Cooking next week just got a lot easier—and tastier

Okay, so the Super Bowl is coming, and one thing is for sure.

There will be dip.

Frankly, once my team is out of the running, there are only three things I care about when it comes to the Super Bowl: the commercials, the halftime show, and dip. For me, this means specifically French Onion dip, of the "homemade" Lipton Soup mix variety, served with Jays Curly Waves Potato Chips exclusively, because I am fancy, and this is how we do. I am so passionate about this dip situation that I often make a double batch of dip in case my guests are extra greedy and seek to deprive me of my share.

But this is not a year for double batches of dips. In fact, this is a year that, without the benefit of gaggles of pals joining us for the game, will prompt the question: What does one do with leftover dip? Depending on the number of people in your household, chances are by the end of the game you'll be facing down some leftover dip to manage and your dipping desire may be sated. Guess what? There are actually great ways to use that leftover dip in some post-Super Bowl meals.  

Spinach Dip
Credit: Getty / Juanmonino

Cheese Dips

The dip: Here we're talking about dips like queso dip, hot parmesan artichoke dip, pimento cheese dip, beer cheese dip—any dip hot or cold in which cheese is the primary flavor. This cheesy goodness makes them sort of genius for turning into other dishes.

Make cheese soup: Pretty much any hot creamy cheese-based dip can easily be transformed into a cheese soup with the addition of some chicken or vegetable broth, maybe a splash of milk or cream (or even wine or beer), and some bonuses to make it a hearty and delicious soup. Think 1:1 ratio of dip to liquid, then taste for seasoning, adjust salt and pepper, and then zhuzh in a direction you like—add some fresh lemon zest or lime juice, a dash of hot sauce, a sprinkle of freshly chopped herbs, and voila.

Make gourmet grilled cheese sandwiches: Not in the mood for soup? Most cheese-based dips are just moments away from living their best second life as a gourmet grilled cheese sandwich. Mix the dip 1:1 by volume with more shredded cheese and use as the filling in a grilled cheese sandwich.

Make mac and cheese: Finally, if you have cheese dip, you are not far away from mac and cheese! Just heat up the dip, thin as/if needed with milk or cream, and toss with cooked noodles. Garnish with something crispy if you are feeling extra.

French Onion Dips

The dip: French onion dips are usually just a basic combo of creamy stuff boosted with caramelized onion flavors. This makes it a terrific flavor enhancer for all sorts of other dishes. And while I may have once promoted leftover onion dip for a weird and wonderful coffee cake, and stand by that advice, there are less wacky ways to use your leftover onion dip bounty.

Make biscuits, scones, and more: French onion dip is, mostly, sour cream. This means you can swap it in for any acidic dairy—sour cream, yogurt, or buttermilk—in a lot of recipes. So, when baked goods like biscuits, scones, pancakes, and flatbreads call for sour cream or other acidic dairy, you can replace some or all of the ingredient with onion dip and not negatively impact the chemistry! Imagine French onion biscuits or French onion naan. Lovely!

Make a marinade: French onion dip also makes for an amazing marinade. Think about buttermilk brined chicken: It's the acid in the dairy that tenderizes and makes that chicken juicy, and usually is heavily seasoned. Smear chicken, pork, or any protein you like with leftover dip and pop in a bag to hang out for 2 hours or overnight. Then continue with your recipe and see if that meat isn't beautifully tender and well-flavored.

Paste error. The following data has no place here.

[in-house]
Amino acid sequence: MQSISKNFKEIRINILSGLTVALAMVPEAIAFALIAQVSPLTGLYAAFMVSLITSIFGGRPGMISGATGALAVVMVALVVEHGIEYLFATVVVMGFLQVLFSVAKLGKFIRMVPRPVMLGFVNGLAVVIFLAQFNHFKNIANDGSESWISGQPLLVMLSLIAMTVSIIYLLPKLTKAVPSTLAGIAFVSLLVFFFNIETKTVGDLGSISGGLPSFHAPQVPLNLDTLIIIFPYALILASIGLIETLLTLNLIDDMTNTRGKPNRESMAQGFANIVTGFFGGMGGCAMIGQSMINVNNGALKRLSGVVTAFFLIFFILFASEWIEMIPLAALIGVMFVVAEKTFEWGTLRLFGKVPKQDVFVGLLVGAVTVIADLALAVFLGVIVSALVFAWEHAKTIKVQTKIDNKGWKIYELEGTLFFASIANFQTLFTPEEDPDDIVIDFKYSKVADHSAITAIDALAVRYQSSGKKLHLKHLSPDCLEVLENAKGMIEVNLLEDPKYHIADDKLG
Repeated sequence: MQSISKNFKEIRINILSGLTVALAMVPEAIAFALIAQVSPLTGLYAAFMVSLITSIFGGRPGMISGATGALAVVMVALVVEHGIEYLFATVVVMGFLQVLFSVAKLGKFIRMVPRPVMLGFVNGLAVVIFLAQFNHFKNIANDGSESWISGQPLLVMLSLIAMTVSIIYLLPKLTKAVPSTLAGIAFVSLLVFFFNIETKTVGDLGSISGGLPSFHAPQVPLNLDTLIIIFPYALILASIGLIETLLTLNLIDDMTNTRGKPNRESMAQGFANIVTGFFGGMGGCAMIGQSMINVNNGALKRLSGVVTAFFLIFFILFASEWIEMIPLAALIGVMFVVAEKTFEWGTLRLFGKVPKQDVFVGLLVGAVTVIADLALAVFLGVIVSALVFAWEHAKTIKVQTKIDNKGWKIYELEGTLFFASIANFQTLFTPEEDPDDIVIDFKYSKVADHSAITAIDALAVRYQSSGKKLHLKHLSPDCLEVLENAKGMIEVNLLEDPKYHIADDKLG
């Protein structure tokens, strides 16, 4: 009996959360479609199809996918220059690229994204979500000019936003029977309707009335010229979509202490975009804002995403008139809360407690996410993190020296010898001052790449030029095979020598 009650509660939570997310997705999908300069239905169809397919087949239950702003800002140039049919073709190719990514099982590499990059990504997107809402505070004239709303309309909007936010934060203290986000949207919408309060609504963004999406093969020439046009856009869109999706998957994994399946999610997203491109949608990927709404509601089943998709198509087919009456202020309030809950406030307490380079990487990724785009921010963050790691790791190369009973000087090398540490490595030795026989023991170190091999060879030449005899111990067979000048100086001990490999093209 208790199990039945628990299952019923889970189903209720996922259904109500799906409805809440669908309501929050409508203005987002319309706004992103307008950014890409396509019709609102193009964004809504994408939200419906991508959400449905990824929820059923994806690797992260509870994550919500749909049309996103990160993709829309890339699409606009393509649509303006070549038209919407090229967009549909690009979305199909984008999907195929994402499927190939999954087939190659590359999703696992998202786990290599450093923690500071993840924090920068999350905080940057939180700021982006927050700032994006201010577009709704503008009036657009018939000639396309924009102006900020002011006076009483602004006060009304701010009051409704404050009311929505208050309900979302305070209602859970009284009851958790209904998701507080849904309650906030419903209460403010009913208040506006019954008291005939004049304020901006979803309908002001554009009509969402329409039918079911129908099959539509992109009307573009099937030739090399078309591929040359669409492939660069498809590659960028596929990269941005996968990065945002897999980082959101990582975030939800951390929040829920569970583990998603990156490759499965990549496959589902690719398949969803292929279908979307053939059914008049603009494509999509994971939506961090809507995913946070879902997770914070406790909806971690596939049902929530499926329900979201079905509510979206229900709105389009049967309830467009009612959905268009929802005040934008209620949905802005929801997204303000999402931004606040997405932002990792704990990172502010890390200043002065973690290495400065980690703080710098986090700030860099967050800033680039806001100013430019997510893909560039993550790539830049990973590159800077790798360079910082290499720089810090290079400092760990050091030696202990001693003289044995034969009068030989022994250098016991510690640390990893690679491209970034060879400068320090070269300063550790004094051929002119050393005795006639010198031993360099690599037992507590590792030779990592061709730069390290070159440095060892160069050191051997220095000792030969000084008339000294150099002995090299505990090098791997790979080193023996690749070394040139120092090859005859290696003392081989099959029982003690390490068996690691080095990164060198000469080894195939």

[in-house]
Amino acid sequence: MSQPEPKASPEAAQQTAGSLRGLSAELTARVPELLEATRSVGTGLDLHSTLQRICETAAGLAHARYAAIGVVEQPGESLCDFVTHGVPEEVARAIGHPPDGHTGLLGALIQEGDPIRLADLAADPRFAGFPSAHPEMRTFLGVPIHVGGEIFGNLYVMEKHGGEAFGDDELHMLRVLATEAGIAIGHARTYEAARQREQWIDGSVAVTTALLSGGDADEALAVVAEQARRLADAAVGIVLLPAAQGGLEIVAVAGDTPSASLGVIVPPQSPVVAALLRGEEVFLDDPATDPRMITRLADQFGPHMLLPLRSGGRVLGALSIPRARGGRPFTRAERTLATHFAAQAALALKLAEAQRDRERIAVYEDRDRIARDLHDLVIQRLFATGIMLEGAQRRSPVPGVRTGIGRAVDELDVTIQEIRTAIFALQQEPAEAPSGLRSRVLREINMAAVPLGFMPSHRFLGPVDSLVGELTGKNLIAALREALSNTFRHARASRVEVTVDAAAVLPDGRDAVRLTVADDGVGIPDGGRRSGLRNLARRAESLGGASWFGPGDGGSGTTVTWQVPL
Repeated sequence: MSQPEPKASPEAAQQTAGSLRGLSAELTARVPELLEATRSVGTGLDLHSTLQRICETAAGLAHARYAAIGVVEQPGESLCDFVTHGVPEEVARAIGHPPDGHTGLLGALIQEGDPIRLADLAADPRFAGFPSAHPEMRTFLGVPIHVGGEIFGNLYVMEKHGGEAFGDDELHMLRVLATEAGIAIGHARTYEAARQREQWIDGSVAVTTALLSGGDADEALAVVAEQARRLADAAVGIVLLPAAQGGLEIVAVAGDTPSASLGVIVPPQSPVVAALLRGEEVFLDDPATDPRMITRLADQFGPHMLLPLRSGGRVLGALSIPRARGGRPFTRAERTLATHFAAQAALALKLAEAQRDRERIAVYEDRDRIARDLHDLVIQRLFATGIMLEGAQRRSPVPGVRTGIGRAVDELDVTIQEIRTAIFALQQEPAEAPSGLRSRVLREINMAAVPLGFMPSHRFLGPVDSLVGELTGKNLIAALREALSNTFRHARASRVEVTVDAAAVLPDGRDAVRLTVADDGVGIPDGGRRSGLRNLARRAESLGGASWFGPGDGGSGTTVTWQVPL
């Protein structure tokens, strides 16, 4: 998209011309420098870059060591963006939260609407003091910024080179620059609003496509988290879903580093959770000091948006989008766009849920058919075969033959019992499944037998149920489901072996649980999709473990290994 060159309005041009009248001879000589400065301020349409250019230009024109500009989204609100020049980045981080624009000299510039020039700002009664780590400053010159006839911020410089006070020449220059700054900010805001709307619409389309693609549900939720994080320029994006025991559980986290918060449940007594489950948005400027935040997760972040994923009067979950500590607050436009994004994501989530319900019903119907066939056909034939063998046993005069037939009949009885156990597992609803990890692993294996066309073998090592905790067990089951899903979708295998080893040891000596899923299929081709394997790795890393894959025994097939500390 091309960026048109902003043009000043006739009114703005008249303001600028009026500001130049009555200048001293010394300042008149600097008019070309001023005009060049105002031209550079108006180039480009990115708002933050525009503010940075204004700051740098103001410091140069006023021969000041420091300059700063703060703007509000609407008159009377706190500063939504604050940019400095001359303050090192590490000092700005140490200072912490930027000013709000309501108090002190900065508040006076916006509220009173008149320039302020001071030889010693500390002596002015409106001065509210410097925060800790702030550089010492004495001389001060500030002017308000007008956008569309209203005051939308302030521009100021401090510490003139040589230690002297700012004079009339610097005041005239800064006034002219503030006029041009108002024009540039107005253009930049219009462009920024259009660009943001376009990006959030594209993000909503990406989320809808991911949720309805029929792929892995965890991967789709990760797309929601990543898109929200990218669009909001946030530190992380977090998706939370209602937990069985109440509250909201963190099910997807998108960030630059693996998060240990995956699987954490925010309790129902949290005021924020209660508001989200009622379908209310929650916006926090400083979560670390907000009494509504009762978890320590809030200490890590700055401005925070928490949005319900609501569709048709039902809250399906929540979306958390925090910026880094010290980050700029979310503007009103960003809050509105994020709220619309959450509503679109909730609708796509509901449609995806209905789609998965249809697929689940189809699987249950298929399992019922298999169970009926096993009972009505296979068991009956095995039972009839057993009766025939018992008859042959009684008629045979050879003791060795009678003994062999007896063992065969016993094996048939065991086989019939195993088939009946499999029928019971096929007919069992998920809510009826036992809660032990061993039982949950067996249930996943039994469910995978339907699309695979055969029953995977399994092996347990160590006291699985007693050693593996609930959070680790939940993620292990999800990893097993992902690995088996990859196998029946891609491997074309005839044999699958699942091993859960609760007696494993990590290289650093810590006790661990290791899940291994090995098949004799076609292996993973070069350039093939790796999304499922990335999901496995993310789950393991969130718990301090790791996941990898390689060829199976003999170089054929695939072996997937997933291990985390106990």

Bean Dips

The dip: From hummus and white bean to black beans and lentils, pureeing beans into a dip is all the rage, usually as an accompaniment to other vegetables.

Make a soup or stew: The easiest way to repurpose a leftover platter of bean dip and veggies is as a hearty vegetable stew or soup. Simply chop the leftover crudites, add some aromatics like onion and garlic, the leftover bean-based dip, and just enough water or vegetable stock to thin to your preferred consistency. Cook gently until the vegetables are cooked, season to your taste, and enjoy a hearty warming bowlful.

Make sandwiches, tacos, and quesadillas: Bean dip also makes for a great basis for pita sandwiches or as an alternative to mayo or mustard on your sandwich bread (it's also a genius filling for tacos or quesadillas).

Make falafel: Finally, you can easily convert the bean dip to falafel style balls or patties: Just add an egg and enough flour (chickpea flour if you have it, but all-purpose will work) to make a thicker paste that you can mold or form, roll into balls and deep fry or form into patties and panfry until crisp on the outside and heated through. Serve instead of hashed browns with eggs, on top of salads, or in sandwiches.

Vegetable Dips

The dip: Spinach dip, eggplant dip, beet dip, carrot dip: These delicious dips offer bright colors and a healthier approach to dipping.

Make salad dressing: After the game, lean into that healthy premise and use your veggie dip as the basis for a dressing. Thin it with a bit of Greek yogurt or crème fraiche, and up the seasoning. Use for grain salads, potato salads, or slaws instead of mayo for great flavor and color. Thin with citrus juice or vinegar and add olive oil if you want to use as a dressing for lettuce-based salads.

Make shaksuka: Veggie dips also are a great base for shakshukas. Just spread the dip in a pan, make divots and crack eggs in each one, and bake until the eggs are cooked to your preference. Serve with crusty bread for swiping.